According to a legislative summary prepared by one of the bipartisan bill’s sponsors,

Economic and social conditions have a powerful impact on our health and wellness. Stable housing, reliable transportation and access to healthy foods are all factors that can make a difference in the prevention and management of many health conditions like diabetes, asthma and heart disease. Known as social determinants of health, a focus on these non-medical factors can improve health outcomes and wellbeing. States are increasingly looking to deploy social determinants of health interventions to manage costs and improve health outcomes within their Medicaid programs. However, one of the greatest challenges to high-impact interventions is the difficulty in navigating and coordinating fragmented and complex programs aimed at addressing healthcare needs, food insecurity, housing instability, workforce supports, and transportation reliability, among others.

To address these challenges, the bill would

help states and communities devise strategies to better leverage existing programs and authorities to improve the health and well-being of those participating in Medicaid. The legislation will provide planning grants and technical assistance to state, local and Tribal governments to help them devise innovative, evidence-based approaches to coordinate services and improve outcomes and cost-effectiveness.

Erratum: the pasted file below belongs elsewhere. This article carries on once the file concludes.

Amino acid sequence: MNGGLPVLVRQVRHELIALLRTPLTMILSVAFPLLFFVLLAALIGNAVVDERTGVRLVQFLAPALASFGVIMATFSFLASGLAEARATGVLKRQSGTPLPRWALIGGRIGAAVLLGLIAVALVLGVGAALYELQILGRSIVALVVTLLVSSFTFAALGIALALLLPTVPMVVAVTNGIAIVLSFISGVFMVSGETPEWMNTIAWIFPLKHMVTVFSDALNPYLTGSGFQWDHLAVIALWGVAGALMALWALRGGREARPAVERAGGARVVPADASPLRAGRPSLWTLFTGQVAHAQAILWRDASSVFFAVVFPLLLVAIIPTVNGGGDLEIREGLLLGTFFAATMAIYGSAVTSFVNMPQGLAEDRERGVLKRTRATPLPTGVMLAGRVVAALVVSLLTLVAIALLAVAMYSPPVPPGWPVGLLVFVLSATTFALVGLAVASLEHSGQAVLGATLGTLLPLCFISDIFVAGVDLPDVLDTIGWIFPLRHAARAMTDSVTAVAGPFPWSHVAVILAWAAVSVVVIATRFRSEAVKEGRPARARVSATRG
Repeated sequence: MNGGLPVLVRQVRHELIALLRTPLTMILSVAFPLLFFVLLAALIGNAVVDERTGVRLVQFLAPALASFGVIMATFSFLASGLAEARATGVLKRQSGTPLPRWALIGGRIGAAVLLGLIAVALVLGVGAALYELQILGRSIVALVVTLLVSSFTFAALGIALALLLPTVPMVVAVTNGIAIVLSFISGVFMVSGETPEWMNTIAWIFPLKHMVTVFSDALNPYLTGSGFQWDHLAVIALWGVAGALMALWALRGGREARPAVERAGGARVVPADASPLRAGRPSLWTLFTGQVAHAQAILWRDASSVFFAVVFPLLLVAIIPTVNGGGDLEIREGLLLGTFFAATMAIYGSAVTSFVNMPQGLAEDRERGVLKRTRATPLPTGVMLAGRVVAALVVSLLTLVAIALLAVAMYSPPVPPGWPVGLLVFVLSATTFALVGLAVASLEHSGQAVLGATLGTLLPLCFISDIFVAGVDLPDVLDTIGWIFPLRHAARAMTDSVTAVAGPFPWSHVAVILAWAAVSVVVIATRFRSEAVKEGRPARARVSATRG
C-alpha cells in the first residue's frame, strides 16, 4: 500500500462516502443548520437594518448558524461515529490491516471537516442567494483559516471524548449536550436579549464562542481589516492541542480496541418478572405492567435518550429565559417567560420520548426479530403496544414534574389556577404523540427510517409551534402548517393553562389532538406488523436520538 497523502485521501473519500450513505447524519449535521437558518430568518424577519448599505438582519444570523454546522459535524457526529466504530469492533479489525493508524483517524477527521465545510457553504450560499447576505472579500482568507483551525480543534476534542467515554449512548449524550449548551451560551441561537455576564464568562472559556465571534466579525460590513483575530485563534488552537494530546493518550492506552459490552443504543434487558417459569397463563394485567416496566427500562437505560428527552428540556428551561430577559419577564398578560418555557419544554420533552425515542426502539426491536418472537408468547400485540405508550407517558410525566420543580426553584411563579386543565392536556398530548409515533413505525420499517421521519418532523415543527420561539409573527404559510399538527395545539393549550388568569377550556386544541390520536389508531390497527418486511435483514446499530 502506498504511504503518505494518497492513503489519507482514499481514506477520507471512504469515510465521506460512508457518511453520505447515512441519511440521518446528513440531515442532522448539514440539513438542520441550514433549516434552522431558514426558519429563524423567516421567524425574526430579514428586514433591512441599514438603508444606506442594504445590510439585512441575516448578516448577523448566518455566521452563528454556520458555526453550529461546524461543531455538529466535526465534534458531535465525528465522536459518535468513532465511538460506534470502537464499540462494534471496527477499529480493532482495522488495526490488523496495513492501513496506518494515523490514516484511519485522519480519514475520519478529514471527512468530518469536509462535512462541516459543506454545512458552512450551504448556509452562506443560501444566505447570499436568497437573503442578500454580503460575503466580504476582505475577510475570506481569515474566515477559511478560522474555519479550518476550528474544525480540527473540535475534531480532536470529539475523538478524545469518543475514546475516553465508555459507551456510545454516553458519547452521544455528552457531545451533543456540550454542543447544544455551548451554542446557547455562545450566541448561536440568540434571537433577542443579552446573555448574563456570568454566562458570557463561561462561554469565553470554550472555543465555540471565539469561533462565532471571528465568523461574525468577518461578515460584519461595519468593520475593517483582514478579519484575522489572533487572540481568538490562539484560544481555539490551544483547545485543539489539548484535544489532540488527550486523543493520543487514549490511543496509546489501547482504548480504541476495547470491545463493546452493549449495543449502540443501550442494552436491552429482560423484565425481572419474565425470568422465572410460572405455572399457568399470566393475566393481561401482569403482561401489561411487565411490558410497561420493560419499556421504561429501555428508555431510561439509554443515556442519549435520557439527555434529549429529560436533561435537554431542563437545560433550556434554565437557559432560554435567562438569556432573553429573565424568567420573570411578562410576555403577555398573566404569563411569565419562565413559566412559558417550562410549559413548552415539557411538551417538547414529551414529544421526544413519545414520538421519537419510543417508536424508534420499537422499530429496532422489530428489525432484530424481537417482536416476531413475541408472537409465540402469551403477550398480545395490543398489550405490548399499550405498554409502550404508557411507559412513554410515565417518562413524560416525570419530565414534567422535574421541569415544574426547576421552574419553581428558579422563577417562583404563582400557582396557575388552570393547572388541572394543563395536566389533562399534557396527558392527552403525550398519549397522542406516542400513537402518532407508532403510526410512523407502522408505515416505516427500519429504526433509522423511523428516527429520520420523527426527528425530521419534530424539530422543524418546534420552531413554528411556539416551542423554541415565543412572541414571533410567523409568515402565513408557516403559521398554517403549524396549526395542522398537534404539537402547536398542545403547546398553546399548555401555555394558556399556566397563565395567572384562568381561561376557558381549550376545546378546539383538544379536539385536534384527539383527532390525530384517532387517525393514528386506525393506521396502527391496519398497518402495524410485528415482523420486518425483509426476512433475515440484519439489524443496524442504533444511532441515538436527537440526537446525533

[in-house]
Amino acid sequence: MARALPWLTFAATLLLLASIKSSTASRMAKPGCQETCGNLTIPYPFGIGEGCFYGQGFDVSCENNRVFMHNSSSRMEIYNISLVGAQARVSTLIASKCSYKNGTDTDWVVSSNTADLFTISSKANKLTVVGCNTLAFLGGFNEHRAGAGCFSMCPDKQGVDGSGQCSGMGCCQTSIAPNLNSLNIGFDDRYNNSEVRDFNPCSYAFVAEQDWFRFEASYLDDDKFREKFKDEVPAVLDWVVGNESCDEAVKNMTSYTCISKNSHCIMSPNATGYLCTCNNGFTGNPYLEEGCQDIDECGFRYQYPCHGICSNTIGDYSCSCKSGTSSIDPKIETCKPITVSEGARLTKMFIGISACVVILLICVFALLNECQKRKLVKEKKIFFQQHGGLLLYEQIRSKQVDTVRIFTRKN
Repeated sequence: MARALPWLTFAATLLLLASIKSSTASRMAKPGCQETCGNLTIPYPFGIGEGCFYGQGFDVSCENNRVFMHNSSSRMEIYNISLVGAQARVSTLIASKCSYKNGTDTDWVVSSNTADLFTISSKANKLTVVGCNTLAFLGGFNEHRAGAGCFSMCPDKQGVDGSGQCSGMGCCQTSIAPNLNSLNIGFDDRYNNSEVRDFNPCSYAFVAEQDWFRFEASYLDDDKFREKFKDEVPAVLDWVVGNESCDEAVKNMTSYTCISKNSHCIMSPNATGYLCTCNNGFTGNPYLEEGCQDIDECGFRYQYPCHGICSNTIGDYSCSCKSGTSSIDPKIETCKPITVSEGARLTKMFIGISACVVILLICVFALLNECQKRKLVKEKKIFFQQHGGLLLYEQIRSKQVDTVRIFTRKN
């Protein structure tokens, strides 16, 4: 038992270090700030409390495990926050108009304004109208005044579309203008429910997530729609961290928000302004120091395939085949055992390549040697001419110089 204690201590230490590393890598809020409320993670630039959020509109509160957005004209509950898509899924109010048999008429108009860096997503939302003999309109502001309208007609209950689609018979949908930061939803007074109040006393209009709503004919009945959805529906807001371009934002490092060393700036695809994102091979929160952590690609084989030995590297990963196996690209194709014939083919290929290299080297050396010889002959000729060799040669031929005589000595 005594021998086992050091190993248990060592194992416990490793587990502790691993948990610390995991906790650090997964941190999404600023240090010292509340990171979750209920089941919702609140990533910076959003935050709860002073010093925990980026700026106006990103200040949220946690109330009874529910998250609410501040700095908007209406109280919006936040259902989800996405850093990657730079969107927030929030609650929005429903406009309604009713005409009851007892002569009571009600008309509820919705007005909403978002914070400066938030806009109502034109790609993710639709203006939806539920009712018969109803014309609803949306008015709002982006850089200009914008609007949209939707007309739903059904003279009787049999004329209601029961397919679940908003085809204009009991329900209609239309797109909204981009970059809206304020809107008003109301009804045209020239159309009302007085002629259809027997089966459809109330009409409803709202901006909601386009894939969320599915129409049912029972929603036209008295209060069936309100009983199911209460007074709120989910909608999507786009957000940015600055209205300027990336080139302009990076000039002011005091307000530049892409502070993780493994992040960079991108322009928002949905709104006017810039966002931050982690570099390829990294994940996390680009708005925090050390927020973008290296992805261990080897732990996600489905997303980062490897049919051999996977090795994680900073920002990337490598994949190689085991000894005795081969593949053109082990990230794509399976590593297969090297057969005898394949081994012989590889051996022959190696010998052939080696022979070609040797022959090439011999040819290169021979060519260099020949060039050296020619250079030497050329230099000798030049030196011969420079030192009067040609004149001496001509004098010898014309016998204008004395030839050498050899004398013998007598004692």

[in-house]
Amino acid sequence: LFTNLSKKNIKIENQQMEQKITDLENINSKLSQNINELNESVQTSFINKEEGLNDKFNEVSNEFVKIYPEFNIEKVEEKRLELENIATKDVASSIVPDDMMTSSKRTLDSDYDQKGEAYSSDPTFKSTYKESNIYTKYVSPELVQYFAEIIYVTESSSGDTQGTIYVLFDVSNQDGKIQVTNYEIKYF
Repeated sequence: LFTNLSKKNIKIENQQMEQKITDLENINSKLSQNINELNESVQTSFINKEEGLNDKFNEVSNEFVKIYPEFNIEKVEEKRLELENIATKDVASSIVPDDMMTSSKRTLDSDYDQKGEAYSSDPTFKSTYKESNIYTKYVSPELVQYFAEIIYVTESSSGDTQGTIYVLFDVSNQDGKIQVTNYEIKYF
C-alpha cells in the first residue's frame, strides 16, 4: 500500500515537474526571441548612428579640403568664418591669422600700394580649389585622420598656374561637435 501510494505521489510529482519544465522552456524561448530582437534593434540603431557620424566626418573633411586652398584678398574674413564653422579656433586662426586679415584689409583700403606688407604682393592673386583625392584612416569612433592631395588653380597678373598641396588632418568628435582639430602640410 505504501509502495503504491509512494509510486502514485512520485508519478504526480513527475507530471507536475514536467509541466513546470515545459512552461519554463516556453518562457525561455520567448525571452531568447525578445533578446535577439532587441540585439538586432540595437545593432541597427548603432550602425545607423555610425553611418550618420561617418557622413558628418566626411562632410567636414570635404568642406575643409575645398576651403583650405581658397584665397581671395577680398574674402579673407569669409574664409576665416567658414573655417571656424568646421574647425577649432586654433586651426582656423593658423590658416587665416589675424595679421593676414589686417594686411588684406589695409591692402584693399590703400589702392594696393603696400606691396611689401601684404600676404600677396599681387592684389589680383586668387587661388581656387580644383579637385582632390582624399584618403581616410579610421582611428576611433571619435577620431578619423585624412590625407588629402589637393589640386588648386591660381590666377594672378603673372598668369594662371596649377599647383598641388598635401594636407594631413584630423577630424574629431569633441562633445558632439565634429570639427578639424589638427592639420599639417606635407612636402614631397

Such legislation could be especially beneficial to the communities served by private safety-net hospitals, which generally can be found in low-income communities whose residents’ health is often shaped in large part by social determinants of health.

Learn more about the Social Determinants Accelerator Act by reading a summary of the bill’s key provisions and an FAQ on the bill.

The Role of Medicaid in Addressing Social Determinants of Health